Etymology
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macerate (v.)

late 15c., "soften and separate by steeping in a fluid," a back-formation from maceration, or else from Latin maceratus, past participle of macerare "to make soft or tender; soften by steeping or soaking;" in transferred sense "to weaken" in body or mind, "to waste away, enervate," which is related to maceria "garden wall," originally "of kneaded clay," probably from PIE *mak-ero-, suffixed form of root *mag- "to knead, fashion, fit," but there are phonetic difficulties. Related: Macerated; macerating.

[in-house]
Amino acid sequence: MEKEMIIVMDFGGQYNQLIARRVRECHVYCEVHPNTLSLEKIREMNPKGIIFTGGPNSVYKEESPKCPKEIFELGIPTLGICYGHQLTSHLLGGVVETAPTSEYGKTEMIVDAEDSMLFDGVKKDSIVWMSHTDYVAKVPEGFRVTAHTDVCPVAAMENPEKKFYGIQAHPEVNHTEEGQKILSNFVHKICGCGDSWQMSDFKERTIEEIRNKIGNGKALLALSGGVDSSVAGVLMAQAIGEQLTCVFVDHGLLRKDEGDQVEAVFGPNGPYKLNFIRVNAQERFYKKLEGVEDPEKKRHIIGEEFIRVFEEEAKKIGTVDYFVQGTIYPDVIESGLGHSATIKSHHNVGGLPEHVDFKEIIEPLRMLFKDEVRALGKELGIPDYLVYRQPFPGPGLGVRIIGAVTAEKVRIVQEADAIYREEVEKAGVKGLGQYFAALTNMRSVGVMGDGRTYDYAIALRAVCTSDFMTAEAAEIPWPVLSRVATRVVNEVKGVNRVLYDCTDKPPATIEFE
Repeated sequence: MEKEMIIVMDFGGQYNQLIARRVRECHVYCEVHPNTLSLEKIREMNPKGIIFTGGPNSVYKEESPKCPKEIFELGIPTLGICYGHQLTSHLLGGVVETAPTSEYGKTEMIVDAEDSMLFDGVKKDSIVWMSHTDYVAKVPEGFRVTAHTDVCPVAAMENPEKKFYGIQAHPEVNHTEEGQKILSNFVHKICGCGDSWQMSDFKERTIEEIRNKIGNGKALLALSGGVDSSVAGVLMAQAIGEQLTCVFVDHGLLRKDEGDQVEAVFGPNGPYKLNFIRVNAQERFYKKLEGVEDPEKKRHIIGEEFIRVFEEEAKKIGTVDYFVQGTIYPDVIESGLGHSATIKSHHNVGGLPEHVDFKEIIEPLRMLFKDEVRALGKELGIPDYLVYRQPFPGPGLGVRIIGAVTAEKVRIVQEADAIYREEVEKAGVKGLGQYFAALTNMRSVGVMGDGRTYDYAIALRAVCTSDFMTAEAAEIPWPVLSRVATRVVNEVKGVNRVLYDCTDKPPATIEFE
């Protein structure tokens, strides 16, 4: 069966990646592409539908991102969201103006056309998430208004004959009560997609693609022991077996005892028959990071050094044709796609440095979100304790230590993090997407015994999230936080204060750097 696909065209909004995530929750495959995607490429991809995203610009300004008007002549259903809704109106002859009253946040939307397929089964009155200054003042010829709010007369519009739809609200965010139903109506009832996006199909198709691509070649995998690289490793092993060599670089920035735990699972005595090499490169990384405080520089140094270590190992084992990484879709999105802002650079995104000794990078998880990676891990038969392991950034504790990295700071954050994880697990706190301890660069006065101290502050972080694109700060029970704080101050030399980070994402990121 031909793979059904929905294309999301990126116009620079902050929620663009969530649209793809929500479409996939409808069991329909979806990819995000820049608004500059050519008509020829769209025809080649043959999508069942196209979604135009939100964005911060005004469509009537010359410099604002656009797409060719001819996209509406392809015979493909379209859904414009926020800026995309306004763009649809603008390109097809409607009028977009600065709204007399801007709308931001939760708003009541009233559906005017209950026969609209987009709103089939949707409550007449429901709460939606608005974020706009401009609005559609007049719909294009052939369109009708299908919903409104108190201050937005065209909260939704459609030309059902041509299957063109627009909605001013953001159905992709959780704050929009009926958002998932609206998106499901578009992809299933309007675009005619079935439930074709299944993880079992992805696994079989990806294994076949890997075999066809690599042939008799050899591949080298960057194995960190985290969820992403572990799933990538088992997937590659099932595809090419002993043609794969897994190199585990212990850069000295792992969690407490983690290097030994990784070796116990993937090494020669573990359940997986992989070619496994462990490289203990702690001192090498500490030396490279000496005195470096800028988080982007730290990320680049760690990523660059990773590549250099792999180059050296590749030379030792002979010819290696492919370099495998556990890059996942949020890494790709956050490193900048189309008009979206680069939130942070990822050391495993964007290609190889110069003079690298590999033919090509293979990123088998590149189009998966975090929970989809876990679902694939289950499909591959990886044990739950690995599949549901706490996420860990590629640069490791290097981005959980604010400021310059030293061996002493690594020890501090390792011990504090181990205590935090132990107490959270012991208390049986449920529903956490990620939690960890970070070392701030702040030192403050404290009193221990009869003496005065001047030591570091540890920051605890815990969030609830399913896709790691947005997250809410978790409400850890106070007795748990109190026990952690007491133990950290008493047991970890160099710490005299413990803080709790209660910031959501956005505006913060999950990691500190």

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Definitions of macerate

macerate (v.)
separate into constituents by soaking;
macerate (v.)
become soft or separate and disintegrate as a result of excessive soaking;
the tissue macerated in the water
macerate (v.)
soften, usually by steeping in liquid, and cause to disintegrate as a result;
macerate peaches
the gizzards macerates the food in the digestive system
macerate (v.)
cause to grow thin or weak;
Synonyms: waste / emaciate
From wordnet.princeton.edu